15 She went away and did as Elijah had told her. So there was food every day for Elijah and for the woman and her family. 16 For the jar of flour was not used up and the jug of oil did not run dry, in keeping with the word of the Lord spoken by Elijah.
17 Some time later the son of the woman who owned the house became ill. He grew worse and worse, and finally stopped breathing. 18 She said to Elijah, ‘What do you have against me, man of God? Did you come to remind me of my sin and kill my son?’
19 ‘Give me your son,’ Elijah replied. He took him from her arms, carried him to the upper room where he was staying, and laid him on his bed. 20 Then he cried out to the Lord, ‘Lord my God, have you brought tragedy even on this widow I am staying with, by causing her son to die?’ 21 Then he stretched himself out on the boy three times and cried out to the Lord, ‘Lord my God, let this boy’s life return to him!’
22 The Lord heard Elijah’s cry, and the boy’s life returned to him, and he lived. 23 Elijah picked up the child and carried him down from the room into the house. He gave him to his mother and said, ‘Look, your son is alive!’
24 Then the woman said to Elijah, ‘Now I know that you are a man of God and that the word of the Lord from your mouth is the truth.’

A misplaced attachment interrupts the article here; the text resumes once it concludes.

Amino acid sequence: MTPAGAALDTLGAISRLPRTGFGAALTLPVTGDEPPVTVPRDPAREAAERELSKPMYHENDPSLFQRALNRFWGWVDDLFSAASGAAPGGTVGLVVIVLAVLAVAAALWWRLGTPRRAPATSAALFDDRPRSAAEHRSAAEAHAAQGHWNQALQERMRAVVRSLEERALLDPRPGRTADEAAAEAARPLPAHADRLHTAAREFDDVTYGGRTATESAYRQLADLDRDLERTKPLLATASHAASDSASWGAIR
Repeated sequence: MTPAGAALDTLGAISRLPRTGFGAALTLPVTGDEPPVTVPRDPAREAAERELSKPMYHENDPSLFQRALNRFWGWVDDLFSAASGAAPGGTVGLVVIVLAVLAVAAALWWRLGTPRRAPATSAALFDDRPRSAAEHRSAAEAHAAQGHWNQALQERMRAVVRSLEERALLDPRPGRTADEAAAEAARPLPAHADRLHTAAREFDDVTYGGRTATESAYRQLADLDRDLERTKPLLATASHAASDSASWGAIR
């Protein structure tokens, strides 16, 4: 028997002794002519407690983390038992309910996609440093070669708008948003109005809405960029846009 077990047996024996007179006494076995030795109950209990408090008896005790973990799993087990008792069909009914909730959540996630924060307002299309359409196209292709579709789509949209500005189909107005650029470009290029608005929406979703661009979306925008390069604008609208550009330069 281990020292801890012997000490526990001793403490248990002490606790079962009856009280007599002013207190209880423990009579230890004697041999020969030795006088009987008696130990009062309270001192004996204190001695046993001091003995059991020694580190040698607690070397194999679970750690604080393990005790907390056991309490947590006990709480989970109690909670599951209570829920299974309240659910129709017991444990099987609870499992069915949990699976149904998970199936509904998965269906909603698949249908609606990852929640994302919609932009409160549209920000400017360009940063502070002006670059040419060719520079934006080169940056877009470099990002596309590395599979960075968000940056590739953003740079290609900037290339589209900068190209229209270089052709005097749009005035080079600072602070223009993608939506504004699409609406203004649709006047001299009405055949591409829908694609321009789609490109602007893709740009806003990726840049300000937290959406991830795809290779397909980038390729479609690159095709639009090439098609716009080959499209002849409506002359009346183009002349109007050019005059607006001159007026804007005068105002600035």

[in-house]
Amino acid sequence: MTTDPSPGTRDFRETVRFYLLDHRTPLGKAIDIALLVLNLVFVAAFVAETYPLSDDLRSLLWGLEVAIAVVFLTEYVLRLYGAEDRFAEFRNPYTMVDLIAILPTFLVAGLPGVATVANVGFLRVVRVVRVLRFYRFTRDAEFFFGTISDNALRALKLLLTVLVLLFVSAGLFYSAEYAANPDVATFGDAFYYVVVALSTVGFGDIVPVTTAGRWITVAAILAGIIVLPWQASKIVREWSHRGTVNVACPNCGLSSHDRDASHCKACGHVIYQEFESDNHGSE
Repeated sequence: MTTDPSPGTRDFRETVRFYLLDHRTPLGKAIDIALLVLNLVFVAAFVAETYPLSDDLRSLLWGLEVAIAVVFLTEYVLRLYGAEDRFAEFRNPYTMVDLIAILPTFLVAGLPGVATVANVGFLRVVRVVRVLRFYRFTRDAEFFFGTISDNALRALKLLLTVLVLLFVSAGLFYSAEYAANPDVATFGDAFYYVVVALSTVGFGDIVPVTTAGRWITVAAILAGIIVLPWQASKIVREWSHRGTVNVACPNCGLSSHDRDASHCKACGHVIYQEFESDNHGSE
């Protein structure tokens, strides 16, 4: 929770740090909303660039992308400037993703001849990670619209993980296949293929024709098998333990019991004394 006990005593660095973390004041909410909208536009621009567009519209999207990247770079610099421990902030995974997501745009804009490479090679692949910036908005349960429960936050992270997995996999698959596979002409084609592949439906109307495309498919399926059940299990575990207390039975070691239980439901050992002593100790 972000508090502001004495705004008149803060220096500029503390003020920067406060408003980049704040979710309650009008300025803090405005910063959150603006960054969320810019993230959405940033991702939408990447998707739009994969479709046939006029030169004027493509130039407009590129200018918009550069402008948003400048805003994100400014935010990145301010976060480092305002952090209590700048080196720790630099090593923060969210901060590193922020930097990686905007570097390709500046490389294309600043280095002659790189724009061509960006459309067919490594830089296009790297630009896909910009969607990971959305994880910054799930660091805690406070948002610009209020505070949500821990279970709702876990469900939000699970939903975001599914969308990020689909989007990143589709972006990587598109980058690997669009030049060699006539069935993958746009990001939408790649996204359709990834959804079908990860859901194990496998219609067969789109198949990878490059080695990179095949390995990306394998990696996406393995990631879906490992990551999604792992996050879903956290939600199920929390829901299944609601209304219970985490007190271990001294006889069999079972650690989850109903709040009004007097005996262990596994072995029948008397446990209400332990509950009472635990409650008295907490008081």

Do you battle with trusting God and His Word, particularly when difficulties arise in your life and circumstances? If so, this chapter should encourage you….

Elijah’s appearance in the narrative is abrupt to say the least, perhaps an early indication that the account that follows is really about God rather than man, albeit a prophet who speaks God’s Word. Despite appearances to the contrary, the writer intends to make the point that God is still present in Israel and at work in the midst of all the evil and rampart idolatry, and Elijah is His instrument to deal with it.

Elijah makes a bold prediction to Ahab, King of Israel. The prophecy puts the reputation of Israel’s God (and his servant) on the line: ‘As the LORD, the God of Israel lives, whom I serve, there will be neither dew nor rain in the next few years except at my word’ (1 Kings 17:1).